Ojoboca about The Hot and the Cold: Invoking the Communal Experience

Jun 1, 2018 | Articles, Interviews

Ojoboca (Photo: María Meseguer)

Where does come from your interest in phantasmagorias? Can you tell us a bit more about Étienne-Gaspard Robert and how his work relates to yours?
We were reading about pre-cinematic forms and the different types of magic lantern shows that were developed before the motion picture camera and projector were invented. One of those shows was the Phantasmagoria. Etienne-Gaspard Robert created his own in the late 18th century and was one of the most popular exponents of the form. His shows were interesting to us because they sound like a distant relative of the form that we now call expanded cinema. His methods in particular, at least how they are described, struck a chord with us. However, we didn’t have any interest in replicating exactly his kind of show. We wanted more to build a kind of sympathetic bridge between that type of show and our own. So our relationship is more one of acknowledging an ancestor.  There is plenty of information online about Robert out there and we would encourage people to seek it out. It would not be fair to try to condense it into a few sentences here.
For those who don’t know what is a water bear, can you describe it? How did you decide to incorporate this strange organism in your performance, and to include this sort of pseudo-scientific story?
A water bear is a nearly microscopic, eight-legged, water-dwelling animal. Also called a tardigrade (meaning slow walker) it is known for its capacity to survive in extreme conditions. Under environmental stress, water bears undergo a death-like process known as cryptobiosis, in which they slow down their metabolic process to a near standstill. When conditions improve they are able to restart their metabolism. This process allows them to survive in almost any environmental condition including the vacuum of space. What was interesting to us was to think that one of the strongest organisms on the planet is everywhere around us. We just had to go to the patch of trees next to the sidewalk in front of our apartment to find some of these creatures. Most likely, in a thousand years neither the apartment, the sidewalk nor the trees will be there but the tardigrades will still be there moving slowly in tiny water puddles or waiting in cryptobiosis for conditions to change.
How did you start to develop the mise en escene for the performance? How is your work process?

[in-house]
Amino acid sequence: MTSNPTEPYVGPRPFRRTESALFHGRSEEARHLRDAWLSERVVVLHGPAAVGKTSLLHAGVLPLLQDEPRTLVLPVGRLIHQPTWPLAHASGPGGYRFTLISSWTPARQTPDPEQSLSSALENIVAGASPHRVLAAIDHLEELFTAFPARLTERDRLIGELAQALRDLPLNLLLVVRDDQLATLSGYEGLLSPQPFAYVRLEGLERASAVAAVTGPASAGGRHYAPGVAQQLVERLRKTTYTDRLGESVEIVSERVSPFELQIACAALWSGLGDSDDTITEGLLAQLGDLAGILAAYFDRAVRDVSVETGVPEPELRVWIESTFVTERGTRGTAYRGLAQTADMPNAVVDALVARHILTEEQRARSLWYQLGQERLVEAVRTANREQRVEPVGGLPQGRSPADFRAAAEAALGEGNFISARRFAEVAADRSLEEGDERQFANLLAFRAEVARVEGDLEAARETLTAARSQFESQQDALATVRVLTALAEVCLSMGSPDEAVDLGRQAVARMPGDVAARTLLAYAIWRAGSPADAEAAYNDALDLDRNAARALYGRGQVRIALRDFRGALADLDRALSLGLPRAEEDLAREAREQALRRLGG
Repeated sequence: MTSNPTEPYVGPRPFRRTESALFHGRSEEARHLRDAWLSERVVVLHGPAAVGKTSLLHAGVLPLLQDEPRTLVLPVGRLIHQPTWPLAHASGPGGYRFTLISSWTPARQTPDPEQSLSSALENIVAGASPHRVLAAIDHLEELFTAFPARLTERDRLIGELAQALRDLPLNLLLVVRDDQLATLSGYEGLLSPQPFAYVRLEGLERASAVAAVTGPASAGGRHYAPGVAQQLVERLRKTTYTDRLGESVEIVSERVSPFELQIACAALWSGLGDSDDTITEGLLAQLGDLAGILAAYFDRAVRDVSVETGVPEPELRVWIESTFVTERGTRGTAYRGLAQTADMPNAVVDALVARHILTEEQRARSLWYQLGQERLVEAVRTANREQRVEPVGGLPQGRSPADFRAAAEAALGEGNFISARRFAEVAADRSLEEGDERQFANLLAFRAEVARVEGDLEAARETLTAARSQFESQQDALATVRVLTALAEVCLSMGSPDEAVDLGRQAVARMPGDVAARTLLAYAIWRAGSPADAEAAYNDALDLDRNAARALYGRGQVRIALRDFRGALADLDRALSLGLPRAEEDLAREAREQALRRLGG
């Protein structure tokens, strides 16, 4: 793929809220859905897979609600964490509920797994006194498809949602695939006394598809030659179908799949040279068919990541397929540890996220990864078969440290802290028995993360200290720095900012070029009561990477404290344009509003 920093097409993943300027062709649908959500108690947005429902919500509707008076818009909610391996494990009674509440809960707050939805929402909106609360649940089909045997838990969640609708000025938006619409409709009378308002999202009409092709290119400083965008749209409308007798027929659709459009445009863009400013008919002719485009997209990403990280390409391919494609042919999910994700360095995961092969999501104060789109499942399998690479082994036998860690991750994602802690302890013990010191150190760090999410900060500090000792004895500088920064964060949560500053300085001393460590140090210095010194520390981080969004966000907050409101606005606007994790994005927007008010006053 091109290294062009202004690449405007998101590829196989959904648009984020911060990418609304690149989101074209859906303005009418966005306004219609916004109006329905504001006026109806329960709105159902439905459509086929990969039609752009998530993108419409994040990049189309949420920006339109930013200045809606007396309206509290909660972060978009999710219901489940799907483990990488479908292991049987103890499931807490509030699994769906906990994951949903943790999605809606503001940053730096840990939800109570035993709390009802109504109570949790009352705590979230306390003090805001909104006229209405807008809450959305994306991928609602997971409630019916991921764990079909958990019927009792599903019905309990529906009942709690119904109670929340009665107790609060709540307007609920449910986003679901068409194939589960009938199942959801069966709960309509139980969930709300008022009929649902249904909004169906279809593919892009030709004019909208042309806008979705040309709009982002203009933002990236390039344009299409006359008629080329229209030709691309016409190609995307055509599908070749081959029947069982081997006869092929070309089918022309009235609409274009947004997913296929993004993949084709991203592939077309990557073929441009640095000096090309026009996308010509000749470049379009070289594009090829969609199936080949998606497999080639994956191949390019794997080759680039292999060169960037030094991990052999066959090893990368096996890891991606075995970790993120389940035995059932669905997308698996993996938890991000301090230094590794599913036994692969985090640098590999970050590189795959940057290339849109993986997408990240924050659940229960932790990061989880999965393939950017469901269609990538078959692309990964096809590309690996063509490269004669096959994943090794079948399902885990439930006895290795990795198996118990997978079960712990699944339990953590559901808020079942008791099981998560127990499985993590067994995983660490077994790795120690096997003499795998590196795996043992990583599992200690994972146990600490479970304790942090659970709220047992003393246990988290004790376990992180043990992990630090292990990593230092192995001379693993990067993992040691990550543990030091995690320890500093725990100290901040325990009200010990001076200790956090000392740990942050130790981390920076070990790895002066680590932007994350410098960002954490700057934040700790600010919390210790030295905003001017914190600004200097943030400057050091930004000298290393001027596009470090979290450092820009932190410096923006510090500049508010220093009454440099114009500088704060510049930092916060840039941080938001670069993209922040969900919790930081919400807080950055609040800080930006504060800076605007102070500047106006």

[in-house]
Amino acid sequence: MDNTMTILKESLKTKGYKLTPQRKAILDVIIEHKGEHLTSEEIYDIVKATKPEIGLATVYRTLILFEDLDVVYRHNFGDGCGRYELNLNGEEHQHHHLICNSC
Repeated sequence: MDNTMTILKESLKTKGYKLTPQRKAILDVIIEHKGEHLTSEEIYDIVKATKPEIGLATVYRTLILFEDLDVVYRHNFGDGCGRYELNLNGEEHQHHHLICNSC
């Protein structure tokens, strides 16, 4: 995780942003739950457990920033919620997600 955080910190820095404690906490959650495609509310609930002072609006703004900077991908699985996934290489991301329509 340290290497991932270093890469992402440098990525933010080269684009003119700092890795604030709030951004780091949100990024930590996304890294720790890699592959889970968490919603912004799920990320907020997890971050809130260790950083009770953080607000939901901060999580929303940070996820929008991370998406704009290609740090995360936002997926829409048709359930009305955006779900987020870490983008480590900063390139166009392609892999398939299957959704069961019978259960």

The process starts with an object or an image or a text, usually found but not always. In this case, it started with stereoscopic images we found in a bookstore in London, Ontario.  We bought a big pile and spent about a year trying to think of something to do with them. Then we read about the Phantasmagoria and slowly the thing started to take shape. It’s a process of having an idea for a way of manipulating or creating an image or a sound and then testing it out in a space and seeing whether it works or not. There’s nothing very special about it other than when we try putting together a set of images we’ve worked on with sounds and it suddenly works and then it feels like you’ve been given a gift. Most of the time though, it doesn’t work and you keep trying or put it aside and wait.
Your work seems to relate to the idea of truth and its conventions in cinema (at least based on what I’ve seen so far), and to play with the (supposedly) historic or “found” materials. Can you elaborate on this?
We are not really interested in truth as a concept or in fiction as its opposite. We’re more interested in working towards creating a certain kind of experience for the people that are in the space with us. The ritual of projected light is our main focus so we put our effort into trying to find ways of making it effective in an experiential sense. We feel that many of us have become so accustomed to consuming images that it can be difficult to present images in a way that can move past the emotional and corporeal complacency of our typical responses. So we like looking at these historical remnants for some clues as to what can be done in the present to break that comfort in a way that feels shared and earned. But we don’t want to recreate any experience from the past. Like we said, we weren’t there so it would not make sense for us to attempt to copy it.  So we try to find ways, in the present moment, of creating our own form of communal experience. The stories help us get closer to the conditions we would like for something to happen between those of us that are in the room when the light is projected.